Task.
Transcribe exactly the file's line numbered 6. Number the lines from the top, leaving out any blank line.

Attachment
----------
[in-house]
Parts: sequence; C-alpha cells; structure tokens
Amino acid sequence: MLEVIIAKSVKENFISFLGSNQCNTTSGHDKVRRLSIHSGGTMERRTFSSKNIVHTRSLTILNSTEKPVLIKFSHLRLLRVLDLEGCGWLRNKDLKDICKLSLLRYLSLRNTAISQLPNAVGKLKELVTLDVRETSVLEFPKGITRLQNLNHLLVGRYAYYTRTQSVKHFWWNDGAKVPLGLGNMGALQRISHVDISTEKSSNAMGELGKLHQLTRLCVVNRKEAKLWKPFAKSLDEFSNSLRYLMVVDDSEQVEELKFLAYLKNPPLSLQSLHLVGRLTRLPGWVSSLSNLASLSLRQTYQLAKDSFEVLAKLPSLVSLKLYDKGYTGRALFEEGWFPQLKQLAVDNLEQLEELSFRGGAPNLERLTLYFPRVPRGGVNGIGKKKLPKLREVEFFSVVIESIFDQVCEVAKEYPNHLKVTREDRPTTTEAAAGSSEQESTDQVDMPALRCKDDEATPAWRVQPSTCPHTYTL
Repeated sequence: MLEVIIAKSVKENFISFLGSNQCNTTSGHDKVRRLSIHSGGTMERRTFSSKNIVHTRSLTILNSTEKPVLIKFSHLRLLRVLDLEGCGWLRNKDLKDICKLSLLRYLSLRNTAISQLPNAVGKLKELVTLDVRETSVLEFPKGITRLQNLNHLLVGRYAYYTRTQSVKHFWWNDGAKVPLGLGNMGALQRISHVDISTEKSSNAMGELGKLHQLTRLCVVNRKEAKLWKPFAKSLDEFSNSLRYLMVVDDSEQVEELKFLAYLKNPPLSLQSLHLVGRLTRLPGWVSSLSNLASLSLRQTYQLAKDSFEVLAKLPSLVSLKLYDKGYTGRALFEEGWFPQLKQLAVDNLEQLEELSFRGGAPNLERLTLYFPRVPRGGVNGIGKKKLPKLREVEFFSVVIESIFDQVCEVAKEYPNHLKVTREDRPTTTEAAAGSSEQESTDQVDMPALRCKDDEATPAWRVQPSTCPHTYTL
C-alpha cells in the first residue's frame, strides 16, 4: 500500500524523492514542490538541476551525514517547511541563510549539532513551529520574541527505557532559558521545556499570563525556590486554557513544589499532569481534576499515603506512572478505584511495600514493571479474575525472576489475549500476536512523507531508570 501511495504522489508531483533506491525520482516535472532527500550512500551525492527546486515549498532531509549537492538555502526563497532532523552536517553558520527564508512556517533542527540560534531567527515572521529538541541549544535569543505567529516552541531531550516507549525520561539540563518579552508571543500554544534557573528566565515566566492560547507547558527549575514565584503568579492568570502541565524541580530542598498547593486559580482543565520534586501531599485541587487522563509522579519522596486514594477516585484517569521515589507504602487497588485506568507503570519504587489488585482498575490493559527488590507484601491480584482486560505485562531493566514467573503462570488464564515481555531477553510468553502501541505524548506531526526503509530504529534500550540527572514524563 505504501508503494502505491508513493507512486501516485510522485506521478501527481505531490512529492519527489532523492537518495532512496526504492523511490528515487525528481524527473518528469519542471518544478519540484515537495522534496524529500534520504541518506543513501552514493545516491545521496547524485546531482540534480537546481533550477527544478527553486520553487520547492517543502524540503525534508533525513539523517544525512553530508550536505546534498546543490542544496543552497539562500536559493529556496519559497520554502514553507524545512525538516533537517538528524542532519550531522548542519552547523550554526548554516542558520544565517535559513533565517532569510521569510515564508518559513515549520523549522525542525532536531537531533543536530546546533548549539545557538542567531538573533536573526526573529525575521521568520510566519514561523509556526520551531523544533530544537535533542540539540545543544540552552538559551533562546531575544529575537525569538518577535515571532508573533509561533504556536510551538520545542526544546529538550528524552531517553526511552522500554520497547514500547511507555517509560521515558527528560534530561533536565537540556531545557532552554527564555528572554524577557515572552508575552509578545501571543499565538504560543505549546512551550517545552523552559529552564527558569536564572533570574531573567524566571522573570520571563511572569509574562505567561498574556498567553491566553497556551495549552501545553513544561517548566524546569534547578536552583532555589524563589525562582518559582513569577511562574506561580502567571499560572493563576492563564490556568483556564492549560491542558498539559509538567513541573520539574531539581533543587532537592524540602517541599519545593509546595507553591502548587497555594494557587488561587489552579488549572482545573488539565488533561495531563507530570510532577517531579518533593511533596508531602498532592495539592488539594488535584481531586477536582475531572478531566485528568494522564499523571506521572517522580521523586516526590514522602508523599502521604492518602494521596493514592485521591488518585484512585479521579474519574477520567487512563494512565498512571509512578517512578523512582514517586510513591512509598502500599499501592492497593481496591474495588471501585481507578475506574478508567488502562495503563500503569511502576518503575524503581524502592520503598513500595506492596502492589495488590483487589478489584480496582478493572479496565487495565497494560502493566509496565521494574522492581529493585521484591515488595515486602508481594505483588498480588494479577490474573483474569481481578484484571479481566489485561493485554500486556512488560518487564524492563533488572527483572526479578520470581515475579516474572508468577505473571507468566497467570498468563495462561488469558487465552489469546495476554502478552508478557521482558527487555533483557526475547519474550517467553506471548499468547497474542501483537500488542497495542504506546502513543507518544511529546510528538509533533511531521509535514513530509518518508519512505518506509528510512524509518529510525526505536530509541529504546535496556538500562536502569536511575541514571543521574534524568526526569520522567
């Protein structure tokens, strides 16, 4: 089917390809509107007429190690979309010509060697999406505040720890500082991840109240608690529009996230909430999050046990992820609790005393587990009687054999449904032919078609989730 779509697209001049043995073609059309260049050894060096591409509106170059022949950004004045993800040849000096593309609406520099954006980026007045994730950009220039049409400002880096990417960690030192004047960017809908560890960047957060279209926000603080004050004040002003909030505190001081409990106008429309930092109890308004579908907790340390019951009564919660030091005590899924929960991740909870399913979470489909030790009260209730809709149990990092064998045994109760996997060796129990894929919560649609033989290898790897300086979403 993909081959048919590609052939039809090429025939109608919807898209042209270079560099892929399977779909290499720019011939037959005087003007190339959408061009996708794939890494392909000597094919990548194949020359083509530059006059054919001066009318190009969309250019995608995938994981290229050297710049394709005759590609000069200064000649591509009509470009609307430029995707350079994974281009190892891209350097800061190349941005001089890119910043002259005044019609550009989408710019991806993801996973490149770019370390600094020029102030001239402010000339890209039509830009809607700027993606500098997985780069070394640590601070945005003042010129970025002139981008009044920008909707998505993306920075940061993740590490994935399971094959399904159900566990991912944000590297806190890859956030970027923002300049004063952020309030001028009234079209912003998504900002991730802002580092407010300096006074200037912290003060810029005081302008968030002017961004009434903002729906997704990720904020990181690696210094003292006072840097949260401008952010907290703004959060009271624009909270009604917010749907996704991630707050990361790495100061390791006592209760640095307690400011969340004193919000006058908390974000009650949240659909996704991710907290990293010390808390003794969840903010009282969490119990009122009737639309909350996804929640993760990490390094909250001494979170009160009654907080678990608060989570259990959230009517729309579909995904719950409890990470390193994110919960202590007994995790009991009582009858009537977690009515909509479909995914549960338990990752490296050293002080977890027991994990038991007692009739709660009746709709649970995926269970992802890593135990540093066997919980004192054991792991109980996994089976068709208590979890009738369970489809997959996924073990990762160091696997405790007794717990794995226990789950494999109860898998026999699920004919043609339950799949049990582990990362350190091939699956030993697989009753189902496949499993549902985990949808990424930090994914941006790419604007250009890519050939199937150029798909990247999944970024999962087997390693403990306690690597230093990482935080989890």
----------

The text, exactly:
């Protein structure tokens, strides 16, 4: 089917390809509107007429190690979309010509060697999406505040720890500082991840109240608690529009996230909430999050046990992820609790005393587990009687054999449904032919078609989730 779509697209001049043995073609059309260049050894060096591409509106170059022949950004004045993800040849000096593309609406520099954006980026007045994730950009220039049409400002880096990417960690030192004047960017809908560890960047957060279209926000603080004050004040002003909030505190001081409990106008429309930092109890308004579908907790340390019951009564919660030091005590899924929960991740909870399913979470489909030790009260209730809709149990990092064998045994109760996997060796129990894929919560649609033989290898790897300086979403 993909081959048919590609052939039809090429025939109608919807898209042209270079560099892929399977779909290499720019011939037959005087003007190339959408061009996708794939890494392909000597094919990548194949020359083509530059006059054919001066009318190009969309250019995608995938994981290229050297710049394709005759590609000069200064000649591509009509470009609307430029995707350079994974281009190892891209350097800061190349941005001089890119910043002259005044019609550009989408710019991806993801996973490149770019370390600094020029102030001239402010000339890209039509830009809607700027993606500098997985780069070394640590601070945005003042010129970025002139981008009044920008909707998505993306920075940061993740590490994935399971094959399904159900566990991912944000590297806190890859956030970027923002300049004063952020309030001028009234079209912003998504900002991730802002580092407010300096006074200037912290003060810029005081302008968030002017961004009434903002729906997704990720904020990181690696210094003292006072840097949260401008952010907290703004959060009271624009909270009604917010749907996704991630707050990361790495100061390791006592209760640095307690400011969340004193919000006058908390974000009650949240659909996704991710907290990293010390808390003794969840903010009282969490119990009122009737639309909350996804929640993760990490390094909250001494979170009160009654907080678990608060989570259990959230009517729309579909995904719950409890990470390193994110919960202590007994995790009991009582009858009537977690009515909509479909995914549960338990990752490296050293002080977890027991994990038991007692009739709660009746709709649970995926269970992802890593135990540093066997919980004192054991792991109980996994089976068709208590979890009738369970489809997959996924073990990762160091696997405790007794717990794995226990789950494999109860898998026999699920004919043609339950799949049990582990990362350190091939699956030993697989009753189902496949499993549902985990949808990424930090994914941006790419604007250009890519050939199937150029798909990247999944970024999962087997390693403990306690690597230093990482935080989890």